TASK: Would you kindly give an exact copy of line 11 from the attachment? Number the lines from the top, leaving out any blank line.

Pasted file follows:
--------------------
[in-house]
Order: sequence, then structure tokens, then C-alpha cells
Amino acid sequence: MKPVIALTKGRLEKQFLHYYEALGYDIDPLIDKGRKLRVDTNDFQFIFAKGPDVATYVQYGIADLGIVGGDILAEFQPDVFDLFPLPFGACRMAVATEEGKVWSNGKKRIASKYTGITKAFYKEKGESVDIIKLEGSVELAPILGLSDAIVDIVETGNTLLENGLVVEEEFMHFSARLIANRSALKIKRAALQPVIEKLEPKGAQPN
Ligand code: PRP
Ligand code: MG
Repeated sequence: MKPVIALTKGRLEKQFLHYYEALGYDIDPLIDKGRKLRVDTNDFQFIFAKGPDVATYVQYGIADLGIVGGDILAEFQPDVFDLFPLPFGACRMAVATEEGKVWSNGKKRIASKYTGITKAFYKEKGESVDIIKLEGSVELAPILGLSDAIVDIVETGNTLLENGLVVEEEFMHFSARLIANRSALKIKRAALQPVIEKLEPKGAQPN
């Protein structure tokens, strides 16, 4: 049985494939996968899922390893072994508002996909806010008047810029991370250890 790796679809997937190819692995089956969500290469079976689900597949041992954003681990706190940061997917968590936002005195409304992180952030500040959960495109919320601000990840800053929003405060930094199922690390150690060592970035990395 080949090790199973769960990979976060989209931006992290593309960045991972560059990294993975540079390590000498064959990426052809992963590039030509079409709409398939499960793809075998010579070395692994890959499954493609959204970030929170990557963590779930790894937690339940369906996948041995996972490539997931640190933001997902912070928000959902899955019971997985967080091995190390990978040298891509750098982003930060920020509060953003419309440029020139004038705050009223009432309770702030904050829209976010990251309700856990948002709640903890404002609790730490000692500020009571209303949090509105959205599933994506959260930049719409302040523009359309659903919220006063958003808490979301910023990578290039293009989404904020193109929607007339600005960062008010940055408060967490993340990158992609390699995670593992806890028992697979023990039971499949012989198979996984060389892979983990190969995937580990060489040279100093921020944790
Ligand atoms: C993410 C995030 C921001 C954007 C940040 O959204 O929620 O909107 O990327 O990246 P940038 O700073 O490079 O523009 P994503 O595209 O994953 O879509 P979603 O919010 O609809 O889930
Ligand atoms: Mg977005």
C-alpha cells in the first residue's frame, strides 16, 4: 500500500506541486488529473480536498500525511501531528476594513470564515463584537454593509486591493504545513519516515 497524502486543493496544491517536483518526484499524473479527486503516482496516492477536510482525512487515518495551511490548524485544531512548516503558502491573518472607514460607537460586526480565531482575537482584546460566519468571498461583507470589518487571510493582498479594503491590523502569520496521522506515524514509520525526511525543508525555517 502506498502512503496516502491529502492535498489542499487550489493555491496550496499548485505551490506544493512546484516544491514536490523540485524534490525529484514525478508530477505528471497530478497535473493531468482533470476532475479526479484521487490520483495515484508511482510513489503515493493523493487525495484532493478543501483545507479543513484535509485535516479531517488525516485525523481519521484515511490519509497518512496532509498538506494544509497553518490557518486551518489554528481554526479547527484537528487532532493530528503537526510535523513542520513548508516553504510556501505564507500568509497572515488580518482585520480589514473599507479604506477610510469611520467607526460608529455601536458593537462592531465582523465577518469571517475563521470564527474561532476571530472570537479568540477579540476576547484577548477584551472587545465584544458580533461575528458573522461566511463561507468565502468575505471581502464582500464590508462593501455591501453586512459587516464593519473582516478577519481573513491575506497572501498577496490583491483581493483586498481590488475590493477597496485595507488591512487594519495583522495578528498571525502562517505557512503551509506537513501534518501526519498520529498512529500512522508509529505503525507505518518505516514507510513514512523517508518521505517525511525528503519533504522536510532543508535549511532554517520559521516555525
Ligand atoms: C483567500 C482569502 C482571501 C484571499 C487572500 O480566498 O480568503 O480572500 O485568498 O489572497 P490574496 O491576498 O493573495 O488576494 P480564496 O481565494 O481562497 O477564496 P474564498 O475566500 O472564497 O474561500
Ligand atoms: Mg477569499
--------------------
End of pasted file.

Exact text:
Ligand atoms: C483567500 C482569502 C482571501 C484571499 C487572500 O480566498 O480568503 O480572500 O485568498 O489572497 P490574496 O491576498 O493573495 O488576494 P480564496 O481565494 O481562497 O477564496 P474564498 O475566500 O472564497 O474561500